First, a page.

In the Cal Poly game, the average third down was 7.1 yards. UW was 0 of 3 when it was five yards or less and 1 of 5 in Cal Poly territory. It had a season-high six three-and-outs, including four in the second half.

To UW’s credit, it hasn’t been in a lot of third-down situations compared with the other 119 FBS teams. Twelve teams have fewer third-down attempts than the Cowboys, and only two have made fewer third-down conversions – Baylor (five) and TCU (six).

Perhaps UW’s third-down woes will improve at Idaho. The Vandals, who also are 0-3, allow their opponents to convert on third down 45 percent of the time.

But it comes down to one thing – execution.

“We know when it’s third down we need to lock in and get a first down,” senior offensive tackle Josh Leonard said. “Coaches make good calls. It’s on us as players to get it done.”

Smith seeing red

For a second straight day, Wyoming sophomore quarterback Brett Smith practiced with the Cowboys on Wednesday, but wore a red jersey that all players who are injured and considered doubtful wear.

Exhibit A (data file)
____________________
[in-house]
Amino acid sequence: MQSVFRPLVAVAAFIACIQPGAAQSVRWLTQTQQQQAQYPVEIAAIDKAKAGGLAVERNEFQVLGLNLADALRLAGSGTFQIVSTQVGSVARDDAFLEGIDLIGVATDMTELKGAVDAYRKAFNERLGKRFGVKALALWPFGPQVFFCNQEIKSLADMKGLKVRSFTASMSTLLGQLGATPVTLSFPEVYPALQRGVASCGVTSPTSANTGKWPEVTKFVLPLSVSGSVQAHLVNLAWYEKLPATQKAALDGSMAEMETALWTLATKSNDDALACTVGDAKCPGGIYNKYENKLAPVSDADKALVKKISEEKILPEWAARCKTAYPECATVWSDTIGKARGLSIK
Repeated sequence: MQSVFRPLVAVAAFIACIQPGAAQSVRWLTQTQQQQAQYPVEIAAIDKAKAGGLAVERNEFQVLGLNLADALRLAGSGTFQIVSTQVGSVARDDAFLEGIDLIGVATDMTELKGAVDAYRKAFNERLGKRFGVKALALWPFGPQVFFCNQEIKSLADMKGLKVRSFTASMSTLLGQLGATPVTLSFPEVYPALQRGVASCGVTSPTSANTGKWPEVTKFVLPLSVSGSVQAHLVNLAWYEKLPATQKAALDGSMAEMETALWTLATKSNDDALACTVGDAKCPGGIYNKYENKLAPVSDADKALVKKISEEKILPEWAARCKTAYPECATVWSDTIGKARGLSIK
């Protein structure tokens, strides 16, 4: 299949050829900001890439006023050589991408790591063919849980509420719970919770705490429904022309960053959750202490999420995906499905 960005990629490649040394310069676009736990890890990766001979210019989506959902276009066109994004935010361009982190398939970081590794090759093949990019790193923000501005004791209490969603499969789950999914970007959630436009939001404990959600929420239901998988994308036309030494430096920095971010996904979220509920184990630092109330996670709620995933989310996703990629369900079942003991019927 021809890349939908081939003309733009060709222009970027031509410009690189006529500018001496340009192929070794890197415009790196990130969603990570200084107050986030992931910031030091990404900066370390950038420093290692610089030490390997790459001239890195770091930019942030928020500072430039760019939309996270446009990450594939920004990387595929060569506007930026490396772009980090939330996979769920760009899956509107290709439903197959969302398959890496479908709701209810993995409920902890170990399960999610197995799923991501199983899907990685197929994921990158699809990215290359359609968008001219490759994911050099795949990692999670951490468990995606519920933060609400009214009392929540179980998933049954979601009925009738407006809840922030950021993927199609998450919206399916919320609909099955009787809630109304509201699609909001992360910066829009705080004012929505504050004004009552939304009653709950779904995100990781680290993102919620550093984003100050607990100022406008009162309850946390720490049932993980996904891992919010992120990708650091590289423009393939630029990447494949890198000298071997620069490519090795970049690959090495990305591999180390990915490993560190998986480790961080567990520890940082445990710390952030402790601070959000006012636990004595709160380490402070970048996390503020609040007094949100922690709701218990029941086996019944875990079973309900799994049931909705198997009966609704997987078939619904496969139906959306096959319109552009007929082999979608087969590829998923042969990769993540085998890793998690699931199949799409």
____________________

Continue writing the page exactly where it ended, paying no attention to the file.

Smith went first in UW’s walkthrough before practice began with freshman Jason Thompson and senior Colby Kirgegaard also taking snaps.

Also wearing red on Wednesday were wide receiver Robert Herron and defensive end Miraldo Michel.

By the numbers

Some notable statistics on the University of Wyoming’s offensive struggles on third down this season.

Overall percentage: 21.6 percent (8 of 37)

Average yards on third down: 6.4

Three-and-out possessions: 7

Third downs of five yards or less: 16

Third-down conversions in the red zone: 2 of 7

Turnovers on third down: 3

Touchdowns on third down: 3

Run plays on third down: 16

Pass plays on third down: 19


Cowboys Game Day

Game: Wyoming (0-3) at Idaho (0-3)

When: 3 p.m. Saturday

Where: Kibbie Dome, Moscow, Idaho


Radio: KOWB (1290 AM) Laramie; KFBC (1240 AM) Cheyenne;

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1 comment:

  • cozy cowboy posted at 11:18 am on Thu, Sep 20, 2012.

    cozy cowboy Posts: 48

    [sad] No doubt execution is part of the problem, but so is predictability. The Cowboys don't mix it up enough on those third down plays. The opposing team looks at the films and says, "this is what the cowboys are likely to do on third down". And that is what they do. Greg, tear that page out of your playbook and draft a new one.